Stress Management in Sports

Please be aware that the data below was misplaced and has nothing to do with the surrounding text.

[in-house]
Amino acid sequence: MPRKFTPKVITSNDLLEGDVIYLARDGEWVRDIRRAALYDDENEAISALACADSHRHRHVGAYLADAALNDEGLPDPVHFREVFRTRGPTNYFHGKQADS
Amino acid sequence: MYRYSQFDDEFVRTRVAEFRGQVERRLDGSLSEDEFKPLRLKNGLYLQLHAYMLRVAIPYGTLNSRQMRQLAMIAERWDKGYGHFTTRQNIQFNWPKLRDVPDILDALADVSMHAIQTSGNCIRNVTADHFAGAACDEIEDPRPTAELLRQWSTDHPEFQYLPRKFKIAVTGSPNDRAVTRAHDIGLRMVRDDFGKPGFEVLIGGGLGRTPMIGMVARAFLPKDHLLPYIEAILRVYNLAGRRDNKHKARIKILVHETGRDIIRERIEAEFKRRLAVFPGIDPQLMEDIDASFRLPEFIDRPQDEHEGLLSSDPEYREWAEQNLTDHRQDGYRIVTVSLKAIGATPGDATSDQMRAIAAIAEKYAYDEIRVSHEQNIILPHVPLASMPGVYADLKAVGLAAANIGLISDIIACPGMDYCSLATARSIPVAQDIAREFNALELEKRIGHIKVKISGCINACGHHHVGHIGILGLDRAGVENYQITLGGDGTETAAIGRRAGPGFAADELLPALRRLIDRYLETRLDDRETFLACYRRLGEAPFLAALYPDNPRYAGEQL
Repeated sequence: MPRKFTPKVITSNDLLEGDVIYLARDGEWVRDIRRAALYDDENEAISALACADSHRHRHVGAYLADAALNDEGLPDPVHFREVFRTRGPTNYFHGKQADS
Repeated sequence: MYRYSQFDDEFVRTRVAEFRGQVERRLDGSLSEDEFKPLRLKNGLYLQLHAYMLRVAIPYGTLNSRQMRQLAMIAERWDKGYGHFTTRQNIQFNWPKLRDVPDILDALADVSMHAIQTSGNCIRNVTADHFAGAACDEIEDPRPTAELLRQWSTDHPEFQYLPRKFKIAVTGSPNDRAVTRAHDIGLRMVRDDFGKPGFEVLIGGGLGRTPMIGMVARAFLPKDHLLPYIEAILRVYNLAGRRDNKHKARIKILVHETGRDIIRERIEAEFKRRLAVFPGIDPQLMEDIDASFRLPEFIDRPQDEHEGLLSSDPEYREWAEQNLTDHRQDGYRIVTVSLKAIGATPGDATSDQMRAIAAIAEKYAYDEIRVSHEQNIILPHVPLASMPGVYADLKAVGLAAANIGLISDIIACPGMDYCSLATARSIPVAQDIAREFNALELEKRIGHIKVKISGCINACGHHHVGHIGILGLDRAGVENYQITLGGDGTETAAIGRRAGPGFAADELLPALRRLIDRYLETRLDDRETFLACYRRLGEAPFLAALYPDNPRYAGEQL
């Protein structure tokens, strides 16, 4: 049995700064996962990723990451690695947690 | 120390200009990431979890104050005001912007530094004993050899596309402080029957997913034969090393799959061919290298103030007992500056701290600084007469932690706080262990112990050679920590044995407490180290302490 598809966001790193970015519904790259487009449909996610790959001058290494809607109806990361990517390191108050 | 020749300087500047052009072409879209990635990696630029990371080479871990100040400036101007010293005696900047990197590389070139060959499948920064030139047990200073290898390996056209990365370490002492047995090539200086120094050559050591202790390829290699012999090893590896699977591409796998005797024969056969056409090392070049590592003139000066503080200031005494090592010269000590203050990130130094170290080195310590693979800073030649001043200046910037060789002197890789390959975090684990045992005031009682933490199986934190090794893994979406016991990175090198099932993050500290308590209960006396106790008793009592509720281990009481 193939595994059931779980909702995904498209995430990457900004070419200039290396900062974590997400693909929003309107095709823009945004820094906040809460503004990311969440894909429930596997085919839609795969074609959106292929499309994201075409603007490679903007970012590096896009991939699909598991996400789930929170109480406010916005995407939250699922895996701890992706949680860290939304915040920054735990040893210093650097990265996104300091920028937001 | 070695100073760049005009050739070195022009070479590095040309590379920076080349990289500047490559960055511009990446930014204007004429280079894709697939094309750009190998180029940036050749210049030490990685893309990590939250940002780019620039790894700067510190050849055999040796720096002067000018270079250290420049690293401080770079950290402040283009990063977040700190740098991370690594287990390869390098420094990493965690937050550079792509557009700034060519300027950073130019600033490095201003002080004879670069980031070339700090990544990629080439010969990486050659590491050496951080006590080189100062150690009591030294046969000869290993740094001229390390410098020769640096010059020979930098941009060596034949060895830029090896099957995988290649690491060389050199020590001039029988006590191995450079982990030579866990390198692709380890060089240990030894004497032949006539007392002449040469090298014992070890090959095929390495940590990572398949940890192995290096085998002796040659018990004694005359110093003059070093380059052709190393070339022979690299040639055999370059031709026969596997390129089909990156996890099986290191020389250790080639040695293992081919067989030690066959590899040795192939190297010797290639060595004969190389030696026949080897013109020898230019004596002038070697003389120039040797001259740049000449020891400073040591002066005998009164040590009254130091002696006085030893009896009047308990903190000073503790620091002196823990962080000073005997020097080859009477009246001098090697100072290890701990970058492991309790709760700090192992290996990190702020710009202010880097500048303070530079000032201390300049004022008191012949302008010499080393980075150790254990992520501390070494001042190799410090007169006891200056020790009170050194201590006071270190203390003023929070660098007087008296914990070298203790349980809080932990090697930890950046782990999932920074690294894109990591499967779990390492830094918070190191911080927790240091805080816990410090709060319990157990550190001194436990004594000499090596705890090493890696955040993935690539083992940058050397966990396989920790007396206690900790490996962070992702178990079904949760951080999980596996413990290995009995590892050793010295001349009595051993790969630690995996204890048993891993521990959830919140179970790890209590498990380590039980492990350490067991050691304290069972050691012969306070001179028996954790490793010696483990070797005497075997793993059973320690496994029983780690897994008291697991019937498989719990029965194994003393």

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Stress Management in Sports Cedric Bogan San Diego Christian College Psychology 201 Dr. Lord November 19, 2012 Introduction Being able to cope with stress and anxiety are vital to an athlete who has to perform in high pressure situations. Having the ability to control these feelings of nervousness and apprehension are vital for peak performance. Sport performers must be able to manage stress in a wide range of environmental demands and psychological responses throughout the course of experience in their sport of desire and their performance. Some performers are able to manage the variety of causes and consequences of stress but others struggle with this issue, resulting in severe impairment to their performance and health. Stress is associated with external and internal stressors along with 3 stress response domains (autonomic, somatic, and cognitive). Stress can be managed though physical relaxation, imagery, and goal setting. These specific types of stress management approaches are applied for athletes to help cope and handle anxiety when preforming at a high level of their desired sport. External Stressors External stress comes in multiple forms, management of those stressors comes from removing the external cues, cope with those external cues, or develop new responses for stress cues. Putting too much attention and focus into a stress cue can cause it to linger but removal of the external cues will help reduce stress. Some athletes develop tension and anxiety by seeing their competitor performance. By not allowing observation of the opponent to occur, it is one way to delay the onset of anxiety to set (Suinn, p.347). An athlete response to injury and rehabilitation can be a major external stressor, depending on the performer. The psychological and physical outcomes are
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